* Italy poised to sell bond linked to euro zone inflation
* Consumer price growth in bloc hit 2 percent in Feb
* German yields fall after weak economic data
* ECB to keep stimulus in place on Thursday
By John Geddie
LONDON, March 7 (Reuters) - Investors sold fixed-rate Italian government bonds on Tuesday in order to free up room in their portfolios for new inflation-linked debt that will offer protection against rising consumer prices in the euro zone.
The Italian government took the market by surprise late on Monday by announcing it had hired a group of banks to manage the sale of a 10-year bond which has its interest linked to euro zone inflation, according to market news and data service IFR.
The sale, to be priced later on Tuesday, comes after data showed inflation in the 19-member bloc rose to 2 percent for the first time in four years last month, roughly in line with the European Central Bank’s medium-term target.
The yield on the equivalent Italian fixed-rate bond rose 2 basis points on Tuesday to 2.17 percent, its highest in around 10 days. In neighbouring Spain, yields rose as much as 3 bps to a two-week high of 1.73 percent.
Bond yields move inversely to prices.
“The main reason for the move is supply,” said Luca Cazzulani, a strategist for UniCredit in Milan.
“The timing is pretty smart because it comes right after the print of the preliminary inflation figure that just touched 2 percent so I think the deal will go well. The money is there and it comes close to this data that will foster demand for inflation protection.”
Italy’s bond adds to a scheduled auction from Austria of debt maturing in 2026 and 2034, and a 10-year bond sale from euro zone bailout fund ESM which has already attracted more than 4 billion euros of demand, IFR reported.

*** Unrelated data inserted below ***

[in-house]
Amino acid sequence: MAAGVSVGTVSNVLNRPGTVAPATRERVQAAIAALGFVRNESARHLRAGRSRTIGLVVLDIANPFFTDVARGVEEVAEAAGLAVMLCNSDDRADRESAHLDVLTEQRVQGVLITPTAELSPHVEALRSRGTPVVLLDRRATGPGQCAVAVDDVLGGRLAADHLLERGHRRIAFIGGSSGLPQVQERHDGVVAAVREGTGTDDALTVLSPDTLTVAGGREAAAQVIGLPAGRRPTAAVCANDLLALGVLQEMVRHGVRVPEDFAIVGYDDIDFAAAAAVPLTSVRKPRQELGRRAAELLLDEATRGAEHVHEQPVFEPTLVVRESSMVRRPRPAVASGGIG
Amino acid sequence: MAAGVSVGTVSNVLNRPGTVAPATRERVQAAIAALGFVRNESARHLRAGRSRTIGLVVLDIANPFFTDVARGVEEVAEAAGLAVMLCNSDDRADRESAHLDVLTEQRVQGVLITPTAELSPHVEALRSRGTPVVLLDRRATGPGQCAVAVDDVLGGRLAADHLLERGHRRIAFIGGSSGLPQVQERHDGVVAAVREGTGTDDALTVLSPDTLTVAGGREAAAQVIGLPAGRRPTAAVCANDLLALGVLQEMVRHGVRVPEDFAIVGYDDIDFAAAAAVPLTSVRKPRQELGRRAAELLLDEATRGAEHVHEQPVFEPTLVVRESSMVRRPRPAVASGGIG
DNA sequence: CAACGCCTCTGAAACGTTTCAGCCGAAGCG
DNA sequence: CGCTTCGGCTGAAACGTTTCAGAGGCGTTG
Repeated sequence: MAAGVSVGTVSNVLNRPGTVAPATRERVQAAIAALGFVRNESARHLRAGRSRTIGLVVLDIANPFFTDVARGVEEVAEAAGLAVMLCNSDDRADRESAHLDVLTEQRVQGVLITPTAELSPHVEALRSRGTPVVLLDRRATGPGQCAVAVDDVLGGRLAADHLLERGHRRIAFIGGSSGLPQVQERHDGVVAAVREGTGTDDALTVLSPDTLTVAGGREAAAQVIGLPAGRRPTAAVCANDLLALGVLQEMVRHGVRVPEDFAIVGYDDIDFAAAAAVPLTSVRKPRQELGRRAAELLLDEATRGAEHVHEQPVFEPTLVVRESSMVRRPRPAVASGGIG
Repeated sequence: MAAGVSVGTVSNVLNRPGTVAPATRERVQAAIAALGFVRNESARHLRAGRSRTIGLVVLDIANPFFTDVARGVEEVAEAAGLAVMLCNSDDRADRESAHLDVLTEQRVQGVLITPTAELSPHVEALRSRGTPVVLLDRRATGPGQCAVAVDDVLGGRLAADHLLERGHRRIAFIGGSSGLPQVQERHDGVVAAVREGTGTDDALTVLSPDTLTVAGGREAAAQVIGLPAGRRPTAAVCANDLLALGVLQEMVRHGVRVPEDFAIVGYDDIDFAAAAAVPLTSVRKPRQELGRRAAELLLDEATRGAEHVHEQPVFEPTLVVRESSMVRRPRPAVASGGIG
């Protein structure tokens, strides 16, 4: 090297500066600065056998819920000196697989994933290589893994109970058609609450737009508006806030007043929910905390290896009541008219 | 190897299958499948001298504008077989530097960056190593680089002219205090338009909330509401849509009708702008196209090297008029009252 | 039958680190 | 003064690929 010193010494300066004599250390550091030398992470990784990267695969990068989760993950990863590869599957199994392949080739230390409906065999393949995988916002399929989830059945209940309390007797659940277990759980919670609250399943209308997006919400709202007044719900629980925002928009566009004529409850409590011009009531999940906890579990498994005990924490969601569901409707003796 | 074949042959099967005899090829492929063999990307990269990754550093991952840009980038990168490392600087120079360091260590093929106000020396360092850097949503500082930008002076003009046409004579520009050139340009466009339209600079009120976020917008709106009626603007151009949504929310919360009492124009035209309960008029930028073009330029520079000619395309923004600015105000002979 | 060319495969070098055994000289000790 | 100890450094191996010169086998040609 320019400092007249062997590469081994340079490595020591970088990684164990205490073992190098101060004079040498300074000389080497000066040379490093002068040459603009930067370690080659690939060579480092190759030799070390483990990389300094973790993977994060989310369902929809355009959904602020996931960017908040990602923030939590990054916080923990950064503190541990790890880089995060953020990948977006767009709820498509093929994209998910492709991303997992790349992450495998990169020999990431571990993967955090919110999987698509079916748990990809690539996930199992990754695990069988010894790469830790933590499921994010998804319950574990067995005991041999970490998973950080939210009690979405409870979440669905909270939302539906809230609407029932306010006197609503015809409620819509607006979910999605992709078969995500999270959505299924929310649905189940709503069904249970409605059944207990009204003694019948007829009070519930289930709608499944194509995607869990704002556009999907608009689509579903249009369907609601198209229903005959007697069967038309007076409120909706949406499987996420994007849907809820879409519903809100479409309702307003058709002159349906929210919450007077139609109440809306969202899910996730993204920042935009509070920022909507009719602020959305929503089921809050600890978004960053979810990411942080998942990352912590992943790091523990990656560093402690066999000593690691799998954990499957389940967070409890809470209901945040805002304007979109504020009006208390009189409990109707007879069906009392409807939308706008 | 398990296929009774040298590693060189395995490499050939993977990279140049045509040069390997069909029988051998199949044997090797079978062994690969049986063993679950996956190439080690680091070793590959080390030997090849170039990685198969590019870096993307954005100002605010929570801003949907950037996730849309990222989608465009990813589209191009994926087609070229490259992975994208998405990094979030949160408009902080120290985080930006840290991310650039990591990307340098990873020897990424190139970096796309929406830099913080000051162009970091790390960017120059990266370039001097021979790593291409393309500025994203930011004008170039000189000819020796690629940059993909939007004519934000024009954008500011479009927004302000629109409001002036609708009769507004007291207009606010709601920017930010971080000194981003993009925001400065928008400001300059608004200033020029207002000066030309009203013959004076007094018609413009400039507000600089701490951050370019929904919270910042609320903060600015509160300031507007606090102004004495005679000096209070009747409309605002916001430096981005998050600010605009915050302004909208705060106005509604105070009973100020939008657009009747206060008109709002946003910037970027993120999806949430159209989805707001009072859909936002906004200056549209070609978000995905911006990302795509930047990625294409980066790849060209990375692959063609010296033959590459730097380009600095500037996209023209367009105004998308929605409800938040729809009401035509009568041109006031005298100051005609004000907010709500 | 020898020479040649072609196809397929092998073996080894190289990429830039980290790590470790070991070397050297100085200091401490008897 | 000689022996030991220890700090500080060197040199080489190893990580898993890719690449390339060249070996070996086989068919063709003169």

Aside from the supply-related moves, some lacklustre economic data dragged down yields slightly in the bloc’s core debt markets. Weak economic data supports the ultra-easy monetary policy of the ECB which has kept yields in check.
A sharp fall in domestic and euro zone demand drove the biggest monthly slump in German industrial orders in eight years in January, data showed.
The ECB meets on Thursday and is expected to resist calls from certain quarters to rein in its stimulus programme.
German 10-year bond yields fell 1 basis point to 0.34 percent, while yields on most other highly-rated equivalents also nudged lower.
The gap between German 10- and two-year yields held at 118 basis points, within sight of its widest level since July 2014.
The bulk of that move has been driven by frenetic demand for two-year German bonds, seen as one of the safest assets in the euro zone but in short supply due to central bank purchases. Nervousness around France’s upcoming election has also left investors looking for safe places to park cash.
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editing by John Stonestreet